a Hotmail email address and open a MySpace page and spend all my time
writing "OMG LOL LOL LOL did u c teh thing on Ausrtalia Idle lastnight
lol lol lol it was soooooo much omg".
--
Steven.
Nov 24 '07 #12

P: n/a
On Nov 21, 9:15 am, Gilles Ganault <nos...@nospam.comwrote:
Hello

I need to get the local computer's IP address, ie. what's displayed
when running "ifconfig" in Linux:

# ifconfig
eth0 Link encap:Ethernet HWaddr 00:15:58:A1:D5:6F
inet addr:192.168.0.79 Bcast:192.168.0.255
Mask:255.255.255.0

I know about socket.gethostbyname, but this relies on what's in
/etc/hosts, and I'd rather have a more independent solution.

What would be a good way to do this?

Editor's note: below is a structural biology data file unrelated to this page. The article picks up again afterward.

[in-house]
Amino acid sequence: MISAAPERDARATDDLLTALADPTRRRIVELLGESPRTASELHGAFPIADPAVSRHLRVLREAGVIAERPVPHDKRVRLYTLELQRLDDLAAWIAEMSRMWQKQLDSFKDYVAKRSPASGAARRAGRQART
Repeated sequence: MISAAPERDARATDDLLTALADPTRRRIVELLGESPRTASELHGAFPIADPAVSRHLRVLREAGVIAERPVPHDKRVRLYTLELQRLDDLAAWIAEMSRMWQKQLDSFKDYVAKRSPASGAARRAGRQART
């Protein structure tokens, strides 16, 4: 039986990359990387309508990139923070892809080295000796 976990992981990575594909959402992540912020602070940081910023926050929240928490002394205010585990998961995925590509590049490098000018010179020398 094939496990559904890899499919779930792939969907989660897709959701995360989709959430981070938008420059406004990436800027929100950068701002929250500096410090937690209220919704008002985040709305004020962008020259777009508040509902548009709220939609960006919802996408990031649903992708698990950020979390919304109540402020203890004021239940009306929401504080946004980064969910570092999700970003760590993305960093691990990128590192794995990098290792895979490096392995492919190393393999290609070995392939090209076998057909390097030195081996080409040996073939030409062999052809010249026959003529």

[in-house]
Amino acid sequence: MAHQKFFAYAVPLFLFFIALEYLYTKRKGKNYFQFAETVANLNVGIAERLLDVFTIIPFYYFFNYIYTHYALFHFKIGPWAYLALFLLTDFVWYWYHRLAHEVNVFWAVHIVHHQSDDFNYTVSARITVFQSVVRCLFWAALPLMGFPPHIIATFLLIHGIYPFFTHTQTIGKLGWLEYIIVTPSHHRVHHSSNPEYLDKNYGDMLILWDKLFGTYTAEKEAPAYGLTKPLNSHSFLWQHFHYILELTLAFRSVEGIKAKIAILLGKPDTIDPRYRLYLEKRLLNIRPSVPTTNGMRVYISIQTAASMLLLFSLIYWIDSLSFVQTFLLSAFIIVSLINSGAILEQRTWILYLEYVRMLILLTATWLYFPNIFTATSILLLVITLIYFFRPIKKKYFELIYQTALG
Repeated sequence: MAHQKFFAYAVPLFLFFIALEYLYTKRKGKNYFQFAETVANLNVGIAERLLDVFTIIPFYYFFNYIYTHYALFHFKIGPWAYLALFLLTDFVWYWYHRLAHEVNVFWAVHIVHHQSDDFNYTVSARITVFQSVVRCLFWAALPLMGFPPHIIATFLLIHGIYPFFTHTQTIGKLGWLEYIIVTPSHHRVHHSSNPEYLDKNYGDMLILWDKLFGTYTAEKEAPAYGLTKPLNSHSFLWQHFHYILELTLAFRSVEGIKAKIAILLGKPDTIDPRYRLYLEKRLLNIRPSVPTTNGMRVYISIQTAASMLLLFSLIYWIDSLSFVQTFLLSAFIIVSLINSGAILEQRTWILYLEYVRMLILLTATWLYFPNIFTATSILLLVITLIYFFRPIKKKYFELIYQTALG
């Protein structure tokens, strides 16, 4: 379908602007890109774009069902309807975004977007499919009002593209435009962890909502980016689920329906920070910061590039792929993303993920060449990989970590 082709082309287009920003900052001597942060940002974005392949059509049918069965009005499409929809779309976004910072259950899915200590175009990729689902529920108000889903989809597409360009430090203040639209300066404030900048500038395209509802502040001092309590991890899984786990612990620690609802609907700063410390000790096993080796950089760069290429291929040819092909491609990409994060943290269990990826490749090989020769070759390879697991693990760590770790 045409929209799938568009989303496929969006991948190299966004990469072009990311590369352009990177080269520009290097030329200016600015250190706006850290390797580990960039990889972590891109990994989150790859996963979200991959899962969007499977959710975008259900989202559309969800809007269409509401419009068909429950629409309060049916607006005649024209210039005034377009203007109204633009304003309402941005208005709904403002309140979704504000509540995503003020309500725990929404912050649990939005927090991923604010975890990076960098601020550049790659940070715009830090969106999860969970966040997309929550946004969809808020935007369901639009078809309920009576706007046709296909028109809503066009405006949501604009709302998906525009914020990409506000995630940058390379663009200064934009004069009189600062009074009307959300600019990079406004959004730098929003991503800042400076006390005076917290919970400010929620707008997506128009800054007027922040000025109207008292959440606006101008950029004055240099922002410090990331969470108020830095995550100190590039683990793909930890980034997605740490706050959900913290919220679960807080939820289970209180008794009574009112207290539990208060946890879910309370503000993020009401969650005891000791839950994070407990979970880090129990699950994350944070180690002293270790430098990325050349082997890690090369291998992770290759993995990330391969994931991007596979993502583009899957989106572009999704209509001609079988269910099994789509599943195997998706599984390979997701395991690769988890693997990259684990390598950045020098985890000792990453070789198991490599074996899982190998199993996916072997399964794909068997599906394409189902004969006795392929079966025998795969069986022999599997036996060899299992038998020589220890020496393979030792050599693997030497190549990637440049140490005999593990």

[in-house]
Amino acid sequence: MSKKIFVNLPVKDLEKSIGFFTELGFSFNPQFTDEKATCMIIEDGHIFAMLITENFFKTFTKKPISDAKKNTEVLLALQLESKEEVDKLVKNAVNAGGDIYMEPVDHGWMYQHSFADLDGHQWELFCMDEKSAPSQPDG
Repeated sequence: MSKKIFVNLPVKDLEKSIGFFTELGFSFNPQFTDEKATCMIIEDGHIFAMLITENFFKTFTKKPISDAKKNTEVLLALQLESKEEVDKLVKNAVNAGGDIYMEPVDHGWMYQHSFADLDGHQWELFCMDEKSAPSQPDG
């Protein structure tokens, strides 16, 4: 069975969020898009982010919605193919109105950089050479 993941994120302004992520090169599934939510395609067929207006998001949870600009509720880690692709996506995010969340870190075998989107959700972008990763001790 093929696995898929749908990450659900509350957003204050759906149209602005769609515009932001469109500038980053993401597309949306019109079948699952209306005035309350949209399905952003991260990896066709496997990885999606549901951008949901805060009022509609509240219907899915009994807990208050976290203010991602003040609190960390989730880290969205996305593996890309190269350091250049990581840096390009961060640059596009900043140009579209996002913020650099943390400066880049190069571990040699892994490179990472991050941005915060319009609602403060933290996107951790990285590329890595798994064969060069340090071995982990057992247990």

Thank you.
For linux (and possibly other POSIX-like OS', though reported not to
work on FreeBSD), see the pure python 'ifconfig' script I posted here:

http://groups.google.com/group/comp....419fd2c52078e2

It uses low-level ioctl to query the same values as are displayed in
ifconfig. It's obviously not very portable, but I didn't know what
exactly you meant by "independent".

Regards,
Jordan

Nov 24 '07 #13

P: n/a
"Steven D'Aprano" <ste..HIS-cybersource.com.auwrote:

On Sat, 24 Nov 2007 00:05:13 +0000, Steven D'Aprano wrote:
... you're absolutely write ...

Okay, I now officially have no more credibility left. Time for me to get
a Hotmail email address and open a MySpace page and spend all my time
writing "OMG LOL LOL LOL did u c teh thing on Ausrtalia Idle lastnight
lol lol lol it was soooooo much omg".
That is not too bad - for real time typing by a male.
Chat room parlance is not the same as what is supposed to be
considered posting...

homophones ruul, OK?

rotflmfao

- Hendrik

Nov 24 '07 #14